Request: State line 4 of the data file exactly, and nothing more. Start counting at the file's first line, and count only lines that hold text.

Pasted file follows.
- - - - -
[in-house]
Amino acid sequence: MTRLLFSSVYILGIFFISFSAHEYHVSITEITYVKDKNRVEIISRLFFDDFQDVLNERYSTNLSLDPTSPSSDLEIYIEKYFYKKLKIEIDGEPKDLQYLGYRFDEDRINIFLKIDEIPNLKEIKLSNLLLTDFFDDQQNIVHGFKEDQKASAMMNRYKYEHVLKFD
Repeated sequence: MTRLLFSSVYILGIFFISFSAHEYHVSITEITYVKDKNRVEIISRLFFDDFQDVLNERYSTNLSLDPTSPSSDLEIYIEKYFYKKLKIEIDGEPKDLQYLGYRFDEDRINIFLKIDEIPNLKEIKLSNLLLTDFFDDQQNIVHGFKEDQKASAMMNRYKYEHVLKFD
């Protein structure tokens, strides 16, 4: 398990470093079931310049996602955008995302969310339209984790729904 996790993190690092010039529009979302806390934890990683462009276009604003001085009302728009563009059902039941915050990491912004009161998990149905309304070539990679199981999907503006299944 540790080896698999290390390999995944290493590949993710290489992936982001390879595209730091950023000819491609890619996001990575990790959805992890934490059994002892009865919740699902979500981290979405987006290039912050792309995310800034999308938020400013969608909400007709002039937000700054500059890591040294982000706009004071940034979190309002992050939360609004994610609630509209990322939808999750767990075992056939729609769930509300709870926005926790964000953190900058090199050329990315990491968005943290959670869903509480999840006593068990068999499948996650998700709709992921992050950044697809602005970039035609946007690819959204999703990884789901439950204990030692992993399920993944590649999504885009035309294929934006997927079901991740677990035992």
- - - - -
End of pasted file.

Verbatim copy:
């Protein structure tokens, strides 16, 4: 398990470093079931310049996602955008995302969310339209984790729904 996790993190690092010039529009979302806390934890990683462009276009604003001085009302728009563009059902039941915050990491912004009161998990149905309304070539990679199981999907503006299944 540790080896698999290390390999995944290493590949993710290489992936982001390879595209730091950023000819491609890619996001990575990790959805992890934490059994002892009865919740699902979500981290979405987006290039912050792309995310800034999308938020400013969608909400007709002039937000700054500059890591040294982000706009004071940034979190309002992050939360609004994610609630509209990322939808999750767990075992056939729609769930509300709870926005926790964000953190900058090199050329990315990491968005943290959670869903509480999840006593068990068999499948996650998700709709992921992050950044697809602005970039035609946007690819959204999703990884789901439950204990030692992993399920993944590649999504885009035309294929934006997927079901991740677990035992």